One thing you have to think about when you move into a new home is, how are you gonna cover the windows? If you’re lucky, the house comes with blinds or draperies. If you’re lucky enough, the new windows are roughly the same size and number as your old home, and you can just move the old treatments to the new home. If you’re me, then you wind up with a new house that has twice as many windows as the old house, almost none of which are the same size as any of the old windows….
The old house had one sky light in the kitchen (which I miss so dearly!), and twelve other windows: eleven floor-to-ceiling and one high up with privacy glass, so no curtain needed. The new house has, let’s see… twenty-six – no, twenty-seve… no! oh my, twenty-nine! – and of varying sizes. I not only used up every curtain from the old house, but has to scramble to get rods, curtains and sheers for many of the remaining windows. I say scramble because: why are curtains and rods never anywhere near the size of the windows you have? But I made do, and now we get to the mend part – shortening curtains and sheers for windows that are shorter than my old house. Not to mention making tie-backs as well.
For sheers, I really like to use the rolled hem – also called merrowed hem – on my serger. It’s a three-thread stitch, and when you use wooly nylon, you get a lovely finished edge all in one pass.
Since most of these sheers are quite a lot longer than I need, I will be cutting the excess before going to my serger. If it were only a couple of inches, then I would just cut and hem at once. But twelve inches or more is a lot to keep a straight line on the serger, so two steps give a more even hem.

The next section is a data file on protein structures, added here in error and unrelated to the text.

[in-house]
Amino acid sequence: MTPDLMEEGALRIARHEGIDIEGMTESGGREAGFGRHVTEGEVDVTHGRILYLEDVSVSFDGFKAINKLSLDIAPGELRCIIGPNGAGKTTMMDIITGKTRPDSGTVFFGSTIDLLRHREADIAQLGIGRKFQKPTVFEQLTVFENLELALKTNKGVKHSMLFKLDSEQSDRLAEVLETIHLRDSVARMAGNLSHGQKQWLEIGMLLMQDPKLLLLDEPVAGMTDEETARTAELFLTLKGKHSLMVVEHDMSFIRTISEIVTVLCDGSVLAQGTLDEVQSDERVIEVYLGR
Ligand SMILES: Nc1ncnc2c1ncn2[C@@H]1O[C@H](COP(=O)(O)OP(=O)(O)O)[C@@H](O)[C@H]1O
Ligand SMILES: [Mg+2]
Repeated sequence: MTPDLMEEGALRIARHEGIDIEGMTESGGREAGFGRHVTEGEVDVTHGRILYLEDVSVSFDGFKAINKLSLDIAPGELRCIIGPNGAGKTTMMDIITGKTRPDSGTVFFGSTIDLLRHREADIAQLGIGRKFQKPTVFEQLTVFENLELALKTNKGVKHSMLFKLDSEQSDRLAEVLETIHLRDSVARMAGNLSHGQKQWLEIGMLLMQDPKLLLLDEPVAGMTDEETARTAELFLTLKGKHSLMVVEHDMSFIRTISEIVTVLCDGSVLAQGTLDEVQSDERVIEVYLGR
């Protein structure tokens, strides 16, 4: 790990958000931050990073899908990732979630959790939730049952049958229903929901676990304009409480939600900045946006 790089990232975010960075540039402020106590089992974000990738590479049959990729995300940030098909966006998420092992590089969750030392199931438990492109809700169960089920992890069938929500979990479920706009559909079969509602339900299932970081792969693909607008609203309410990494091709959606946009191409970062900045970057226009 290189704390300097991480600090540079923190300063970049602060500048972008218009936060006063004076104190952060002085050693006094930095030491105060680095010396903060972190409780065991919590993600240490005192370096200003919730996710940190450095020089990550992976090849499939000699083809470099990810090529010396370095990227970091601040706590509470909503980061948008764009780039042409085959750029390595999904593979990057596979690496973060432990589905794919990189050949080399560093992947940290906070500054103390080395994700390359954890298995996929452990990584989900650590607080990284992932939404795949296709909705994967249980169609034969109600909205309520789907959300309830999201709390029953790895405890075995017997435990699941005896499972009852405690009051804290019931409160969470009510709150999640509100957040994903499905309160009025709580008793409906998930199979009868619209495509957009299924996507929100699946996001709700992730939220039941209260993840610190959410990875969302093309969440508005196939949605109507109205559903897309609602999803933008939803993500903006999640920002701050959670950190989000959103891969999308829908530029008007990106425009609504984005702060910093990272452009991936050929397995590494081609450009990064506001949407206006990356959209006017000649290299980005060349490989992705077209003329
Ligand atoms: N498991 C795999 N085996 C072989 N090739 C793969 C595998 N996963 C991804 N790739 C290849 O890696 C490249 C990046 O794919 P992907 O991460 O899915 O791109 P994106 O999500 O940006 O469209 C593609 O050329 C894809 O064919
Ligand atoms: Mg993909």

After cutting off the excess length at my cutting mat, I fed one end of the curtain into my serger. To get a clean start to the hem, I slowly worked the leading edge up to the needles, and just as the fabric caught, I pulled the chain of thread straight back to clear the stitch fingers, then pulled it forward and across so the end would be caught in the hem.
See? Nice clean start.
If you have speed control on your serger, now’s the time to crank it all the way up, especially if you have 20-plus panels to get through!
Now we’re at the other end: how to finish? First, run your thumbnail along the entire length of the hem. This will help redistribute the stitches, and cover any little bald spots you have. There’s nothing wrong with your machine, it’s just the nature of the rolled hem, especially when you use woolly nylon. This fabric is a polyester, about the same weight as organza, so the fibers are bit stiff, and can make little “pokies” if the fabric is off grain (it’s a store-bought panel, it’s definitely off-grain.) If running your thumbnail along the hem doesn’t fix all the little pokies and bald spots, grab the hem on either side of the spot and circle them gently, that’ll work any fibers back in.
To finish the other end of the hem, I like to use Fray Check or something similar. I put a small dot right at the edge of the fabric, letting it absorb into the threads. After it dries enough in a few minutes, I clip the thread right at the edge of the fabric – you’ll never see it. You could otherwise try to turn the project over and capture the end of the thread tail as for the beginning, or you can knot it or use a needle to run the tail back under the stitching, but I find the fray check method is the simplest.
Now I have lovely sheers in all my windows, that float just above the sill.
I like to use a contrasting color for the wooly nylon, I think it adds a nice pop. And yes, I do use a while needle thread, and yes, you can see it in the hem; but I like the looks it gives, a small bit of white against the color. It’s not really noticeable, but you can always match your thread colors of course!
That’s all for part 1; join me next time for part 2 where I discuss hemming curtain panels.